1 Chronicles 21.1-15 – Sin and divine justice
Posted: 30 July 2012 in 1 Chronicles

And Satan stood up against Israel, and provoked David to number Israel. And David said to Joab and to the rulers of the people, Go, number Israel from Beersheba even to Dan; and bring the number of them to me, that I may know it. And Joab answered, The Lord make his people an hundred times so many more as they be: but, my lord the king, are they not all my lord’s servants? why then doth my lord require this thing? why will he be a cause of trespass to Israel? Nevertheless the king’s word prevailed against Joab. Wherefore Joab departed, and went throughout all Israel, and came to Jerusalem….. And God was displeased with this thing; therefore he smote Israel….. So the Lord sent pestilence upon Israel: and there fell of Israel seventy thousand men. And God sent an angel unto Jerusalem to destroy it: and as he was destroying, the Lord beheld, and he repented him of the evil, and said to the angel that destroyed, It is enough, stay now thine hand. And the angel of the Lord stood by the threshingfloor of Ornan the Jebusite.

Sometimes in the Bible God seems to hold us corporately responsible for our sin, whereas at other times we seem to be held individually responsible. The Bible does not really offer an explanation as to why it should sometimes be the one, and sometimes the other. As so often, it simply records, as being a fact, something we are to accept as revealed truth.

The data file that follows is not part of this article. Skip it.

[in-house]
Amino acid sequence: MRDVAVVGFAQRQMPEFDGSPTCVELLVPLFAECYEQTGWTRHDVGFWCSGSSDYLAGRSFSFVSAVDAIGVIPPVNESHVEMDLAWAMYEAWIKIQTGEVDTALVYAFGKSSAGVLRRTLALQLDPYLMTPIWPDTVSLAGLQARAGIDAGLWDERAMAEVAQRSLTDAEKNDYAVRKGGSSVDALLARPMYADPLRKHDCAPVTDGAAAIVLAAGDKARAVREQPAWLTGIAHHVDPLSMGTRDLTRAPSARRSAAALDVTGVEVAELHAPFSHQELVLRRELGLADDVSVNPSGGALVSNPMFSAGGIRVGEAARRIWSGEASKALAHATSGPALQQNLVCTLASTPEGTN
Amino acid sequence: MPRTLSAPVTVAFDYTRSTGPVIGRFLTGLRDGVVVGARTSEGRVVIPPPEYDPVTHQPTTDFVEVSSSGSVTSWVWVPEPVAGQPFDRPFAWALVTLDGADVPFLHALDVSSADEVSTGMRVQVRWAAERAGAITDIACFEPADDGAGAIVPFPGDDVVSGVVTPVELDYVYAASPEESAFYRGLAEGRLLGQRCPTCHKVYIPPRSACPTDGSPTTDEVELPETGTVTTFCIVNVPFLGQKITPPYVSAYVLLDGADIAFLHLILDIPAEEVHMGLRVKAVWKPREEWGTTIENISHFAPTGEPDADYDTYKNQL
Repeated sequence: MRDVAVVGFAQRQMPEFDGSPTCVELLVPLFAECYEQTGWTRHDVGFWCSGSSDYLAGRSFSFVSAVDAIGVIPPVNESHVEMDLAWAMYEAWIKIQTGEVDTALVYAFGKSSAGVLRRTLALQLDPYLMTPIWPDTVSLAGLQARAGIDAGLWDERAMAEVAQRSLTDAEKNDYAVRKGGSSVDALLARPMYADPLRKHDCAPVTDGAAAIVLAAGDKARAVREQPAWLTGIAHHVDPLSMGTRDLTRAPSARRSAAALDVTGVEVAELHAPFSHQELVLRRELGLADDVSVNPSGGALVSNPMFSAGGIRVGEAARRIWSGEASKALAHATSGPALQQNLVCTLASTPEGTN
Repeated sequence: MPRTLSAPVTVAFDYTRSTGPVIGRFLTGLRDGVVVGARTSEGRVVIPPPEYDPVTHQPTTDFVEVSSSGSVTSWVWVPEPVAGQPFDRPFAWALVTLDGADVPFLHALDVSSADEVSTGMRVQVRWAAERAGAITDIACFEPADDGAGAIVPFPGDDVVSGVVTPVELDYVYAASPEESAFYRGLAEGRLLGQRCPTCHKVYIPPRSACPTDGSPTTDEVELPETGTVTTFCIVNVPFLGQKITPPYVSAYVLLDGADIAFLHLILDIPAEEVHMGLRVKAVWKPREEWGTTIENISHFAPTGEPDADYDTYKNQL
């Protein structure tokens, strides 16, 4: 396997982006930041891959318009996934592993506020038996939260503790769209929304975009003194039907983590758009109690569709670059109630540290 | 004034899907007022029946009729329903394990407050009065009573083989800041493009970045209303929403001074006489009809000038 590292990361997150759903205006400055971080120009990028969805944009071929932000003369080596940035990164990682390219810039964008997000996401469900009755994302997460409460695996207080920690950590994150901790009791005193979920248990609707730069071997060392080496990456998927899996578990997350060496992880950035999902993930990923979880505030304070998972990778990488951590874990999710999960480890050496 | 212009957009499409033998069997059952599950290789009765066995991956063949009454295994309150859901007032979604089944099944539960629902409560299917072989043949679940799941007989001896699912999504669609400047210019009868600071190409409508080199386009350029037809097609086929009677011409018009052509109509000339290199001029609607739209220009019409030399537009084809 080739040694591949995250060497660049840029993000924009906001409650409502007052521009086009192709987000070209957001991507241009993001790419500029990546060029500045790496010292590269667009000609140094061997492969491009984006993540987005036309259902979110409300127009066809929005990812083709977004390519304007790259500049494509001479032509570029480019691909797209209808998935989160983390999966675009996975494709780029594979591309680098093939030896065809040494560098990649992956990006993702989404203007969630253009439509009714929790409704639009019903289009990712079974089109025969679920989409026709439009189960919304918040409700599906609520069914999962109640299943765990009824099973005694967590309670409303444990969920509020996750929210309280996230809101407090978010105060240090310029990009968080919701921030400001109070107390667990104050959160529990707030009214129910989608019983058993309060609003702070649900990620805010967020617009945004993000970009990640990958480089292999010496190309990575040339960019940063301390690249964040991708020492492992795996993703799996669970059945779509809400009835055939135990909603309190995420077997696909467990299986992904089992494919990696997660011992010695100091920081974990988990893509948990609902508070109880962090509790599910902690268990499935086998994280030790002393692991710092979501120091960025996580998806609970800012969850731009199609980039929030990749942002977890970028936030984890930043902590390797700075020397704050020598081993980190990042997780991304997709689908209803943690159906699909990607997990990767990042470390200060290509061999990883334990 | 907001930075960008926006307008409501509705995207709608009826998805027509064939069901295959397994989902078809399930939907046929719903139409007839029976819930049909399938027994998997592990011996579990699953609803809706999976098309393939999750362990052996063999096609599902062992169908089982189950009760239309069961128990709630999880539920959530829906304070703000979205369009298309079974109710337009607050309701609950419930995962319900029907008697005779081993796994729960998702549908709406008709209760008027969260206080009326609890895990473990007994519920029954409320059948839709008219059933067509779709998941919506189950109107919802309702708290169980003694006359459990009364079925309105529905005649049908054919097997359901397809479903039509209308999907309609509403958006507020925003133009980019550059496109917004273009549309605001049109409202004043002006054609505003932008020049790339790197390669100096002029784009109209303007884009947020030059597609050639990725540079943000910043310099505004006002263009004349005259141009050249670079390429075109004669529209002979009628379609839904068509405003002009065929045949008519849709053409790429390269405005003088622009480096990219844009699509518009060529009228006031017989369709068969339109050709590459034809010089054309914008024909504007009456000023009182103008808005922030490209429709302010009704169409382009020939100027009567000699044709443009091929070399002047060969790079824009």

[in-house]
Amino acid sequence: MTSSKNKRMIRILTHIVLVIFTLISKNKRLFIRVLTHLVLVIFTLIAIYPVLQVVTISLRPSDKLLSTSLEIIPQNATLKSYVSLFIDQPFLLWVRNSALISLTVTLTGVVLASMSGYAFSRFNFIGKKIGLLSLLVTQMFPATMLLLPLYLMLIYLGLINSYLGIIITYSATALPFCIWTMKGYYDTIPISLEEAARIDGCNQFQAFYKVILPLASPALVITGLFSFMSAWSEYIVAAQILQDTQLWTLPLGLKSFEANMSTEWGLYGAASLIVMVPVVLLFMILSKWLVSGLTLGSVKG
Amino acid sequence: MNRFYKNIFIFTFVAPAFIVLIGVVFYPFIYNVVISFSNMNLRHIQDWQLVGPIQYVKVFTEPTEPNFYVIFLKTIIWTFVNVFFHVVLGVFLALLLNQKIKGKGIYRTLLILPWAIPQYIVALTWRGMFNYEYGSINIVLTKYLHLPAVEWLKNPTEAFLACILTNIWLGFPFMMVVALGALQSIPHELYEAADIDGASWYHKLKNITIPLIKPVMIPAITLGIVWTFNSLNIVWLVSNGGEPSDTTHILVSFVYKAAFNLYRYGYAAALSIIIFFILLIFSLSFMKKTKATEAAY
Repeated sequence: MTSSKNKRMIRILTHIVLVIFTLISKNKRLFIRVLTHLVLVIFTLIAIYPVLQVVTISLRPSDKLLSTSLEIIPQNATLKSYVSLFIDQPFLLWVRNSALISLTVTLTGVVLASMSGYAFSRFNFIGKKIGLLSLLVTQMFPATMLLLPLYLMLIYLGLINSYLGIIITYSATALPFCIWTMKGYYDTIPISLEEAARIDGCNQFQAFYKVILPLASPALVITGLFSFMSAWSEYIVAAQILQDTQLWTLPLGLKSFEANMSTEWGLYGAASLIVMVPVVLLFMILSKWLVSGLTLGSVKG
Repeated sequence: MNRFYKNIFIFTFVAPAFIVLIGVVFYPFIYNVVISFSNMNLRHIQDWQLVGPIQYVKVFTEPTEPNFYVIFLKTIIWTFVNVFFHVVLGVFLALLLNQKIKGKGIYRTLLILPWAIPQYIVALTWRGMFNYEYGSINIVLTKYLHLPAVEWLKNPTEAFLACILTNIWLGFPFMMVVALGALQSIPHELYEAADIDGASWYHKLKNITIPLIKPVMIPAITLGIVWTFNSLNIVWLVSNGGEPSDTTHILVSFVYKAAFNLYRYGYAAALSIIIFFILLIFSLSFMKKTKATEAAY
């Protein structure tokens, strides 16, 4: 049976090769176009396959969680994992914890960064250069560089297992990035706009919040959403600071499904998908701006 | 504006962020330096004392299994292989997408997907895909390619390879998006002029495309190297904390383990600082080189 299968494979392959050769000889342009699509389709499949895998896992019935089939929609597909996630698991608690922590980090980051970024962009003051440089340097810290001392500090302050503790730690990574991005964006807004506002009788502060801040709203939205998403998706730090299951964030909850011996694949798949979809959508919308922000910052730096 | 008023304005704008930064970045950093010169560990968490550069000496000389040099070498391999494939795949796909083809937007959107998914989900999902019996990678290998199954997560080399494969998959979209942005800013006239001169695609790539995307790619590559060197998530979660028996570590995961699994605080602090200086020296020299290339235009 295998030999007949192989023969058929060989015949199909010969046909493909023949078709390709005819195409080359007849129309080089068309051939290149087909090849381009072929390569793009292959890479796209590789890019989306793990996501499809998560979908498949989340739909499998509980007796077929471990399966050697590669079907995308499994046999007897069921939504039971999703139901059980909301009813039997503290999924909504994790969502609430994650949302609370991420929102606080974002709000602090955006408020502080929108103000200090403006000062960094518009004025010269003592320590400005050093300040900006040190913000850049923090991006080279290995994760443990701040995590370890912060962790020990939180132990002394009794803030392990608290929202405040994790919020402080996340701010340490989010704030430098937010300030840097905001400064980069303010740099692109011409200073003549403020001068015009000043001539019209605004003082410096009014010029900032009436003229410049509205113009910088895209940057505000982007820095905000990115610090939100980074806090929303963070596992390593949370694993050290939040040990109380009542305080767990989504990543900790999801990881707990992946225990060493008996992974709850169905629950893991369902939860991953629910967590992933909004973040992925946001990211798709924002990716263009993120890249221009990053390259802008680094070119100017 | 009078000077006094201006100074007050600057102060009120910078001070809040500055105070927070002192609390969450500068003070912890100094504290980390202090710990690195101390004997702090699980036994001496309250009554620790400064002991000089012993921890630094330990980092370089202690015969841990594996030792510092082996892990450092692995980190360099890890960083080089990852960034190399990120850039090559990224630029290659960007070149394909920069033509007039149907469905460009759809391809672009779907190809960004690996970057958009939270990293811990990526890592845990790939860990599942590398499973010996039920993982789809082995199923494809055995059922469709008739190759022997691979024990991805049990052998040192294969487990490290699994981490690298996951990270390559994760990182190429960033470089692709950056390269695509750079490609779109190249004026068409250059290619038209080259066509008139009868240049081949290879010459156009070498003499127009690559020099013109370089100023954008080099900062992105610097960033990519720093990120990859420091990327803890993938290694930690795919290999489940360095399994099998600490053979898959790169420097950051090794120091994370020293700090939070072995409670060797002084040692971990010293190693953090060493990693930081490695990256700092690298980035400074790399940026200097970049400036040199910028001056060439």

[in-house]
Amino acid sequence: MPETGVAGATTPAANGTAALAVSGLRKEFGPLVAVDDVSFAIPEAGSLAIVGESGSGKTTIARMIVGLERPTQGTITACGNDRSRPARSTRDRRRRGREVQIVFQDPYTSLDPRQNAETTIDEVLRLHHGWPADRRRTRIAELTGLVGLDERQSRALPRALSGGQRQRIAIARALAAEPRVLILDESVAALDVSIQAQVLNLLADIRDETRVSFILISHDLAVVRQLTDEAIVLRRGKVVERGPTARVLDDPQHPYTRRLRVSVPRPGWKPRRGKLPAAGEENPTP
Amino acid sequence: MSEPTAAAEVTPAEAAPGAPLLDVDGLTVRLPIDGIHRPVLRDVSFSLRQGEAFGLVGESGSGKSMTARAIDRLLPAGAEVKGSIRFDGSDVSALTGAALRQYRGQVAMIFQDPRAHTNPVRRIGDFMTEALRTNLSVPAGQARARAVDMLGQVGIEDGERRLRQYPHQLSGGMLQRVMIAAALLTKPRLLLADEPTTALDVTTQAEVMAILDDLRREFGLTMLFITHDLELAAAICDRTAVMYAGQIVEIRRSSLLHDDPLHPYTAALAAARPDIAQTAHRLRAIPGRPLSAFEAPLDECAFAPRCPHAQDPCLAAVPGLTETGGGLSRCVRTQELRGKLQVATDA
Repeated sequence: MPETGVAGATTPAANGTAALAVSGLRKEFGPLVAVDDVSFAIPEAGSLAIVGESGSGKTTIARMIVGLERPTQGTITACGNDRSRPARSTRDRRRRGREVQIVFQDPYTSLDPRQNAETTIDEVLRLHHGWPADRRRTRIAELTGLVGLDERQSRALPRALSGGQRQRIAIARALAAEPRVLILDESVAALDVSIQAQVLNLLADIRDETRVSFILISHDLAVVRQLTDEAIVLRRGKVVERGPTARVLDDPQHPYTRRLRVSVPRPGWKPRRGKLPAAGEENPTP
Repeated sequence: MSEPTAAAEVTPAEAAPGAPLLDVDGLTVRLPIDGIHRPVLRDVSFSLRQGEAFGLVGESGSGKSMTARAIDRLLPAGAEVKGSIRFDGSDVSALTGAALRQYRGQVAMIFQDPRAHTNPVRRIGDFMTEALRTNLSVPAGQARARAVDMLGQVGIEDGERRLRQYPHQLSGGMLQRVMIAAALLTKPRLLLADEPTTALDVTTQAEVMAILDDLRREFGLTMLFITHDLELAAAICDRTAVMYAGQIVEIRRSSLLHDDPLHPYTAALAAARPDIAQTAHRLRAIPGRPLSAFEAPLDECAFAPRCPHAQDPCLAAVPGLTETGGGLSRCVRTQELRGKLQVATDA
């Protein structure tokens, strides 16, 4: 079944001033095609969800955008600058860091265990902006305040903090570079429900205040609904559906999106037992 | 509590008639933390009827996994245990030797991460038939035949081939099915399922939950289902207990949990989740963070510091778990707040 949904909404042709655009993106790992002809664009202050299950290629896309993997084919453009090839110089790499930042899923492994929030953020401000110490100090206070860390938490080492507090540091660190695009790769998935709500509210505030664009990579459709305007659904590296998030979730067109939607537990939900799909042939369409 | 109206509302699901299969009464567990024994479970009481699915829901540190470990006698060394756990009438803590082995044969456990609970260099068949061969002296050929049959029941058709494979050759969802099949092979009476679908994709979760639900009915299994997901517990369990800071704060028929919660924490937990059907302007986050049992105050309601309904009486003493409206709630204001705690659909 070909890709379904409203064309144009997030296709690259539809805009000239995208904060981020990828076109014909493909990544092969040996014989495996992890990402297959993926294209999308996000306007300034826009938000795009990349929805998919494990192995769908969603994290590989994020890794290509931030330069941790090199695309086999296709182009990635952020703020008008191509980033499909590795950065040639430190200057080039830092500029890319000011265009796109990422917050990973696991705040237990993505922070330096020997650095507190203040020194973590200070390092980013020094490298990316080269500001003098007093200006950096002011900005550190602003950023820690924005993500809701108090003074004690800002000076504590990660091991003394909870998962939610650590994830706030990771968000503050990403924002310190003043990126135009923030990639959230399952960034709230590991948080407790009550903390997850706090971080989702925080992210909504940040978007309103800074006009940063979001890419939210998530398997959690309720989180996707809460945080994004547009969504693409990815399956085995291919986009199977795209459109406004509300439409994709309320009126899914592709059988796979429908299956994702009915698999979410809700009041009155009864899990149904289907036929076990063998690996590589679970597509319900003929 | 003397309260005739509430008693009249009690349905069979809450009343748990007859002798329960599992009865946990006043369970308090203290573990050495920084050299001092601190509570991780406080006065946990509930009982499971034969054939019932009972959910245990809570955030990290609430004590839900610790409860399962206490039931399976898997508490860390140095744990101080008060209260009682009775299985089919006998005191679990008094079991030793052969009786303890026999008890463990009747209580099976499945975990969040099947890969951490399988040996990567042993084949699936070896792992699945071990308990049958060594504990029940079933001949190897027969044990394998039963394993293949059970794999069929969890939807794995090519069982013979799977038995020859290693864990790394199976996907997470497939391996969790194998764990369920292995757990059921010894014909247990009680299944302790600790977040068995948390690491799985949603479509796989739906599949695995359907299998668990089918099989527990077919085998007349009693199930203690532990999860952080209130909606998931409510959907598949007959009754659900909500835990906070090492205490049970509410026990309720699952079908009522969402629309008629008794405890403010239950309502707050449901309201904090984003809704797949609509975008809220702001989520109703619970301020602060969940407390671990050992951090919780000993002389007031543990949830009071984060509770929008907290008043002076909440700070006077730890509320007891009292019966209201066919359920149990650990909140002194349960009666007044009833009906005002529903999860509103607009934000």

Here Israel is held to be corporately responsible for David’s sin, and is punished accordingly. In our culture jndividual responsibility is the norm, and it seems a bit unfair for people to be held responsible for something which they had no active role in. It would be wholly inappropriate, however, for us to accuse of injustice the God who is only to be worshipped. The proper function of all creation is to make manifest the glory of its Creator. For us, to act unjustly means to act in a way which does not accord with the will of God, thereby obscuring his glory. It is impossible for God to act in any way other than in accordance with his will, and he also has infallible knowledge as to how his purposes are best to be accomplished, so God can never act in a way which is unjust – or, to put it another way, frustrates the purpose of Creation.

We do, in any case, all share in the corporate guilt associated with original sin, so we can hardly paint ourselves whiter than white in God’s eyes. That the Lord has the sovereign right to govern his creation in whatever manner he wishes, and that he is always righteous, is a lesson which Job learned the hard way.

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